James Johnson dealt to Kings

Updated: July 16, 2012, 1:55 PM ET
By Marc Stein | ESPN.com

The Toronto Raptors, in a deal designed to create some additional salary-cap space, traded forward James Johnson to the Sacramento Kings for a second-round draft pick in 2014.

Johnson is scheduled to earn $2.8 million in 2012-13, the final year of his current contract.

He averaged 9.1 points, 4.7 rebounds, 1.1 steals and 1.4 blocks per game last season, but is no longer in Toronto's plans after the recent arrival of Landry Fields and Linas Kleiza's return to health.

Johnson was drafted 16th overall by the Chicago Bulls in 2009. He was traded to Toronto during his second season.

The 25-year-old Johnson joins a frontcourt that includes DeMarcus Cousins, Jason Thompson, Chuck Hayes and rookie Thomas Robinson. The 6-foot-9 Johnson can play both forward spots.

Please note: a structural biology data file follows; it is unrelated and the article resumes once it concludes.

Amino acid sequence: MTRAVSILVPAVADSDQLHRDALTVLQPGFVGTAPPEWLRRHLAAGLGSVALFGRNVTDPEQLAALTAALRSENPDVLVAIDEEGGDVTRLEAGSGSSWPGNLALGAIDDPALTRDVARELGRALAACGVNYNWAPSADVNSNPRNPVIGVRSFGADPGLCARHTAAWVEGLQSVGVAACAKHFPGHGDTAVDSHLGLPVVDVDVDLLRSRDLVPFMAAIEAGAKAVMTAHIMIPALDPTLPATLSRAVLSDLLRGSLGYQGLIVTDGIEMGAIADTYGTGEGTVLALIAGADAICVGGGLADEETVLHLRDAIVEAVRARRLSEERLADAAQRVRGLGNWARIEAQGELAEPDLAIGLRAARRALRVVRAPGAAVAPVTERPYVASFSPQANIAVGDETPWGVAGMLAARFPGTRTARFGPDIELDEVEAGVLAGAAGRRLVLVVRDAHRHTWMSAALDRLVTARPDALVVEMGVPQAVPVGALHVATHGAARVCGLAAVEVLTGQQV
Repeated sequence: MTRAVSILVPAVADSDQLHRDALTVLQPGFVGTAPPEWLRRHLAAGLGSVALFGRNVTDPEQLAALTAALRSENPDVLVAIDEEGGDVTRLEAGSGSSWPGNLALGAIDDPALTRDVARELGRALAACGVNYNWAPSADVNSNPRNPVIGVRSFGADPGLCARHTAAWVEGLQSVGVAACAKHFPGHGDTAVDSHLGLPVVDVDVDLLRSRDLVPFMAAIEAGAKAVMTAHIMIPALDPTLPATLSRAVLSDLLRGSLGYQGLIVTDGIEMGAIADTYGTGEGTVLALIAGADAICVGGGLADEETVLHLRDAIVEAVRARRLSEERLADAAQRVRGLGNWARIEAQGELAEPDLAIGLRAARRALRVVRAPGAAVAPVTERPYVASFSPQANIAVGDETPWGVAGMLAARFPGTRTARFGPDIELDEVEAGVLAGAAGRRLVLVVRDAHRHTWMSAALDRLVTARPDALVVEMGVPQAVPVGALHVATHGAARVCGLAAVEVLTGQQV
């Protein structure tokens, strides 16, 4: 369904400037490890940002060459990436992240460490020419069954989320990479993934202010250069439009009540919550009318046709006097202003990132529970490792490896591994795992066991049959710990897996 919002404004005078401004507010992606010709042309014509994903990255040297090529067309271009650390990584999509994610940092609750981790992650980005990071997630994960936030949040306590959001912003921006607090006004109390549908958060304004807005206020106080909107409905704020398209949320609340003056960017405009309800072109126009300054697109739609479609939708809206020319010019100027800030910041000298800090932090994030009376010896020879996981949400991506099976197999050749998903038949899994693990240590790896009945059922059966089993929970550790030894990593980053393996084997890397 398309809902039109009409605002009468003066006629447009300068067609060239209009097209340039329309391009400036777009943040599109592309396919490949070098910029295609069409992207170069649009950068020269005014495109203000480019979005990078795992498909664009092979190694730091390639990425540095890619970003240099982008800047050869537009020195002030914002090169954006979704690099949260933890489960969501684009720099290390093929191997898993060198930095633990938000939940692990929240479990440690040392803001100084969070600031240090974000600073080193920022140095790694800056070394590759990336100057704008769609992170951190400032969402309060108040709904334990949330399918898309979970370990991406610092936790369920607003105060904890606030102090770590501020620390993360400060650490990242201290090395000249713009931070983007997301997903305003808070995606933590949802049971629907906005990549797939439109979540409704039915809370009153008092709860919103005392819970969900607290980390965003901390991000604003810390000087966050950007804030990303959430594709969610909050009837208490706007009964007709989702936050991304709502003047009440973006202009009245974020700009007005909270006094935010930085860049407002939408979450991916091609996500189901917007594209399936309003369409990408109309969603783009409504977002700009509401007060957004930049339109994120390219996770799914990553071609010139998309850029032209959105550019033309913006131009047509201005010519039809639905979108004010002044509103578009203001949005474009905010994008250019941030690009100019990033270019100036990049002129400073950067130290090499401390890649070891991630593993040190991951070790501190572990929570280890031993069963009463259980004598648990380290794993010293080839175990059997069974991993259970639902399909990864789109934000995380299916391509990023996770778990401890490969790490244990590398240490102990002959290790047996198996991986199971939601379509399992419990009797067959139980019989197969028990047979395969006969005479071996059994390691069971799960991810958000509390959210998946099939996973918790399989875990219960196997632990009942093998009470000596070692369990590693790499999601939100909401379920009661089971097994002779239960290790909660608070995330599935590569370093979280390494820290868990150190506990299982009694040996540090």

The Raptors, meanwhile, continue to search for a new home for veteran point guard Jose Calderon. ESPN.com reported Thursday that the Raptors and Calderon's representatives were working on a trade together in the wake of Toronto's recent acquisition of Kyle Lowry to be the starter.

The Raptors have let it be known that they prefer not to release Calderon through the NBA's amnesty clause, which is only an option through Tuesday, until next summer's one-week amnesty window in July 2013.

"We have had a few more trade inquiries regarding Jose, (but) the scenario doesn't seem to present itself to a trade today," Raptors president and general manager Bryan Colangelo told the Toronto Sun at the summer league in Las Vegas. "But we'll continue to monitor that and just try to determine whether it's going to work in the long run."

As for making use of the amnesty clause before Tuesday night's deadline, Colangelo told the Sun that he doesn't "anticipate doing something with amnesty, but until the deadline passes, you never want to close that door."

Information from The Associated Press was used in this report.

Marc Stein | email

Senior Writer, ESPN.com
• Senior NBA writer for ESPN.com
• Began covering the NBA in 1993-94
• Also covered soccer, tennis and the Olympics

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